b(2). Earls Colne Priory, monuments, walls and fragments at house, ¼ m. E. of the church. The Priory was founded in the first year of the 12th century for Benedictine monks and as a cell to Abingdon Abbey. The lines of some of the original buildings are reported to have been visible in the turf on the N. side of the present house during the dry summer of 1921. The existing house has no ancient features, but in a covered passage at the back of the house are preserved four altar-tombs, formerly in the priory church—(1) probably of Robert de Vere, 5th Earl of Oxford, 1296, altar-tomb (Plate, p. 86) of c. 1340, with moulded and embattled slab of Purbeck marble richly arcaded sides and end, side with three main niches with cinquefoiled ogee and crocketed heads and shafted jambs; three smaller niches with trefoiled heads and crocketed gables; between the niches are small buttresses with pinnacles and in the spandrels above the larger niches are blank shields suspended by their straps; in the smaller niches are much mutilated figures; the freestone effigy of c. 1296 is in mail with kneecops, a long surcoat and prick spurs; the head rests on a cushion supported by angels, and the feet on a boar; there are traces of colour and gesso on the effigy and of colour on the tomb. Four niches with figures from the destroyed sides of this tomb are now built into the gate-piers of the stable yard and three others are fixed in the wall near tombs (3) and (4). (2) and (3) were formerly one large tomb (Plates, pp. 86, 90) of alabaster and probably of Richard de Vere, K.G., 11th Earl of Oxford, 1417, and Alice (Sergeaux), his wife; the two long sides form the fronts of the two altar-tombs as at present arranged; at the head of (2) is a square cusped panel probably part of the monument of Robert, 9th Earl of Oxford and Duke of Ireland, 1392. The long sides of the two tombs have each five panels with angles holding rectangular shields and divided by traceried panels; the moulded cornice is embattled; the shields bear (a) Vere, (b) Vere impaling Badlesmere, (c) Vere, (d) Vere impaling Fitzwalter, (e) Vere. On tomb (3) (a) Vere, (b) Vere impaling a saltire between 12 cherries for Sergeaux, (c) Vere, (d) Vere quartering checky for Coucy, (e) Vere. The earlier panel at head of tomb (2) has a shield with the arms of Bohun. At the foot of tomb (2) and fixed into the wall elsewhere are four other fragments of the tomb of the 11th Earl with angels bearing shields (a) Vere with scutcheon of pretence, (b) defaced, (c) St. George and (d) France ancient quartering England. The effigy of the woman (Plate, p. 91) on tomb (2) has an elaborate horned head-dress, collar, low-necked gown with tight sleeves, loose cloak with cord fastenings, head on cushions with two supporting angels and at feet two small dogs. The man's effigy (Plate, p. 91) is in plate-armour with a wreathed bascinet inscribed across the front in black letter "Ihs: nazarenus," plate gorget and besagues, collar of S.S., breastplate with the arms of Vere, skirt of taces with mail beneath, remains of sword and dagger, garter on left leg, head on helm with boar crest, feet on lion. (4) Probably of Thomas de Vere, 8th Earl of Oxford, 1371, alabaster altar-tomb (Plate, p. 87) with moulded and embattled cornice, front with six niches divided by shafts and having trefoiled ogee and crocketed heads; each niche has two weepers, all men in civilian dress; the corresponding work of the other side of the tomb has been reset in the wall at the back of the modern recess; it has similar weepers including one bishop. The effigy (Plate, p. 91) is in mixed mail and plate with bascinet, camail, jupon with the arms of Vere and with enriched edge, ornamental hip-belt, etc. Across the head of the modern recesses of tombs (3) and (4) is an early 16th-century carved oak beam, removed from the old Priory House which was pulled down in 1825, with running foliage, the Vere molet, and six grotesque heads.
The boundary wall of the grounds on the S.E. and S.W. sides is largely of late 16th-century date and of red brick. It contains the initials R.H., W. and X.W. in black bricks. On the S.W. side is a modern doorway with a door made up of 15th and 16th and 17th-century panelling; above the doorway is a reset 15th-century niche with a cinquefoiled head and containing two figures. The lower part of the wall contains some reused worked stones. In the garden is a 15th-century panelled stone stem of octagonal form and possibly part of a font.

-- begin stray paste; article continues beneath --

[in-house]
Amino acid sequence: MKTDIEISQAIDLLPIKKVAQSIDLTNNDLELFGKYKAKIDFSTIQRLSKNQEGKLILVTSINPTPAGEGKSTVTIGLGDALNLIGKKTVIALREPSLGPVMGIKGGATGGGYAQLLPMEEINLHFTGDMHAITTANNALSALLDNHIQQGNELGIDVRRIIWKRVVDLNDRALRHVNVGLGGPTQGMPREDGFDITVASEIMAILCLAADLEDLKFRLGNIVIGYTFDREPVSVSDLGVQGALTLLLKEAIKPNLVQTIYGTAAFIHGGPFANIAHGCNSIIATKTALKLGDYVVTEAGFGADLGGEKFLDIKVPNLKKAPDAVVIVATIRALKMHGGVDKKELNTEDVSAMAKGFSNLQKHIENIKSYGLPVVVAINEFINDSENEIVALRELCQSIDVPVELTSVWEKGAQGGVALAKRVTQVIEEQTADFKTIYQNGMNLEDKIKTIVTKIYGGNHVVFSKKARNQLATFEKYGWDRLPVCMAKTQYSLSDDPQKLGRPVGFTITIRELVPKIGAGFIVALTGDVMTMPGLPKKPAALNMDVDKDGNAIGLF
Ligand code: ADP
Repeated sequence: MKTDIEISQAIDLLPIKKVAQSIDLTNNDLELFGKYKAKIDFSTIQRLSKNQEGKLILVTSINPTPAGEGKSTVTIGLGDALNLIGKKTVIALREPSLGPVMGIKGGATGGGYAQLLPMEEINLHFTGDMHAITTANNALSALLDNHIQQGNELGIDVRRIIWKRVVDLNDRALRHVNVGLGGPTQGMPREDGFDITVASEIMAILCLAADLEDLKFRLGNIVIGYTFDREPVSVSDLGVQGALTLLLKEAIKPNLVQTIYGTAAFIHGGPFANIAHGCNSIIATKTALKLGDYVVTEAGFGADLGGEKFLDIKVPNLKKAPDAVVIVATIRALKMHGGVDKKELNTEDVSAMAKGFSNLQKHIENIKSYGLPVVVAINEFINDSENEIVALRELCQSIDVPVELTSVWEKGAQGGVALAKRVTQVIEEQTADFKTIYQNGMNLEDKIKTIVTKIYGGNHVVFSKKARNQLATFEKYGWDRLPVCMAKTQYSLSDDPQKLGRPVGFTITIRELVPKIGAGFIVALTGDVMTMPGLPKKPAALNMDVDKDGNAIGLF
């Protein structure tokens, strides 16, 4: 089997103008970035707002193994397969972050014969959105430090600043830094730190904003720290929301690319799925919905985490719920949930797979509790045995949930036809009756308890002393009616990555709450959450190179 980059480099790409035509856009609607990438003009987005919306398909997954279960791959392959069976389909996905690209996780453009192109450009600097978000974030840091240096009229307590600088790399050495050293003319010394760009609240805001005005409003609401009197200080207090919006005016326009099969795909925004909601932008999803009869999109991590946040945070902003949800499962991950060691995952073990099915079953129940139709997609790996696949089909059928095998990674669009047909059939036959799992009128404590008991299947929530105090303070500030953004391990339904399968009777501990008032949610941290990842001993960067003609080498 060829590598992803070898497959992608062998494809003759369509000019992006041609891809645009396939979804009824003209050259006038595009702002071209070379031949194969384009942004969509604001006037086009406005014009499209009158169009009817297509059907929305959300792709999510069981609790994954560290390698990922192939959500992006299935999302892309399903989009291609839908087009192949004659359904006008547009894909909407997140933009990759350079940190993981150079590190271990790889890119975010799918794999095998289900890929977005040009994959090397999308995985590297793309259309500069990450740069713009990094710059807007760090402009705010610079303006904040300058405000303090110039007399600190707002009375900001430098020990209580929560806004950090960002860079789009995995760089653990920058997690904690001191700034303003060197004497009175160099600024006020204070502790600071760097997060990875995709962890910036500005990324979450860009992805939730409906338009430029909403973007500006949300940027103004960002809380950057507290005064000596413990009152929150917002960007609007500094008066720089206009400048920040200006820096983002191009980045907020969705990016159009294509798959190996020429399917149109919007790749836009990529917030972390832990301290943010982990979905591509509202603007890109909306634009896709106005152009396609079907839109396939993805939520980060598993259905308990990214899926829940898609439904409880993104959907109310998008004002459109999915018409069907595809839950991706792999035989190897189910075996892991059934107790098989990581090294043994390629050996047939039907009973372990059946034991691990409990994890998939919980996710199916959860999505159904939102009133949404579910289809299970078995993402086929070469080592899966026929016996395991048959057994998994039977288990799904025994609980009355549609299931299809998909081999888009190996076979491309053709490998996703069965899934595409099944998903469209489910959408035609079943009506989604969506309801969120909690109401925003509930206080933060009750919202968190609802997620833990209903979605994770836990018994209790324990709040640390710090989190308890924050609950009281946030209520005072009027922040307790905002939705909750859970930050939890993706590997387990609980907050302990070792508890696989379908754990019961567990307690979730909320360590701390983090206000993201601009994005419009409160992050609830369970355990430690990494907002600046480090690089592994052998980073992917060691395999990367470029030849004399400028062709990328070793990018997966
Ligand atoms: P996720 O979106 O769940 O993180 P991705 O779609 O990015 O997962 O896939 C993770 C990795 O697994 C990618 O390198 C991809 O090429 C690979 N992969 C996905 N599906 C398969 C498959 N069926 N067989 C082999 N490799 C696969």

c(3). Lodge Farm, house and moat, nearly 1¾ m. S.W. of the church. The House, now two tenements, is of two storeys, timber-framed and plastered; the roofs are tiled. It was built probably early in the 16th century and altered late in the 17th century. Inside the building are exposed ceiling-beams and joists and one wall-plate has the mortices for the diamond-shaped mullions of a former window.
The following monuments, unless otherwise described, are of the 17th century and of two storeys, timber-framed and plastered or weather-boarded; the roofs are tiled or thatched. Several of the buildings have original chimney-stacks and exposed ceiling-beams.
a(4). House, two tenements and shop, 120 yards W.N.W. of the church, has a late 15th or early 16th-century outbuilding at the back, but the building itself is of the 17th century. The outbuilding has an original king-post roof of three bays.
a(5). House and shop, W. of (4), was built in the 16th century and has a 17th-century addition on the N. Inside the building are original moulded ceiling-beams and a doorway with a four-centred head. There is a little 17th-century panelling.
a(6). Castle Inn, W. of (5), is of half H-shaped plan with the wings extending towards the N. It has two original chimney-stacks, one of five shafts set diagonally on a rectangular base and one of three octagonal shafts. Inside the building the middle room has an original moulded ceiling-beam resting at one end on a wall-post with the enriched mouldings. The E. room has above the fireplace a 17th-century painted panel with the verse "The houer Runneth | and T(ime flieth) | As Flower Fadeth | So Man Dieth | Sic transit Gloria | Mundi"; on each side of it is an hour-glass, cherub's head, flower and skull and beyond a pair of crouching lions with swags above.
a(9). House, now Bank, 80 yards W. of (8), was built early in the 16th century and has a long wing at the back; the front has been faced with modern brick. Inside the building the W. room has original moulded ceiling-beams and moulded joists; the beams and plate are carved with running foliage (Plate, p. xxxvii) and a shield with the molet of the Veres. The back wing has an original king-post roof.
a(12). House, four tenements, 20 yards S.W. of (11), was built probably in the 15th century, with cross-wings at the E. and W. ends. The W. gable in front has plain old barge-boards with curved brackets.
a(13). House (Plate, p. 188), two tenements and shop nearly opposite (4), was built c. 1500. The upper storey projects in front and has a moulded bressumer, carved with twisted leaf ornament and, at intervals, with the molet of the Veres. Inside the building are original moulded ceilingbeams and joists. The roof has original king-post trusses.
b(23). Colneford House, 240 yards N.E. of (22). The S.E. wing is of late 16th-century date, but the front is probably entirely of c. 1685. The front has an upper storey richly ornamented between the windows with pargeting (Plate, p. 235); the panels have elaborate designs of conventional foliage and foliated borders; one panel has the initials and date GTE 1685, probably for George and Elizabeth Toller. Inside the building are some fireplaces with moulded architraves of late 17th-century date and some bolection - moulded panelling of the same period. The staircase of dog-legged type has turned balusters and moulded rails. The S.E. wing has original moulded ceilingbeams and joists.
b(25). Cottage (Plate, p. 189), on N.E. side of the road, 700 yards E.S.E. of the church, has on the W. side an original dormer window with a moulded head to the window carved with the date and initials 1640 E.S.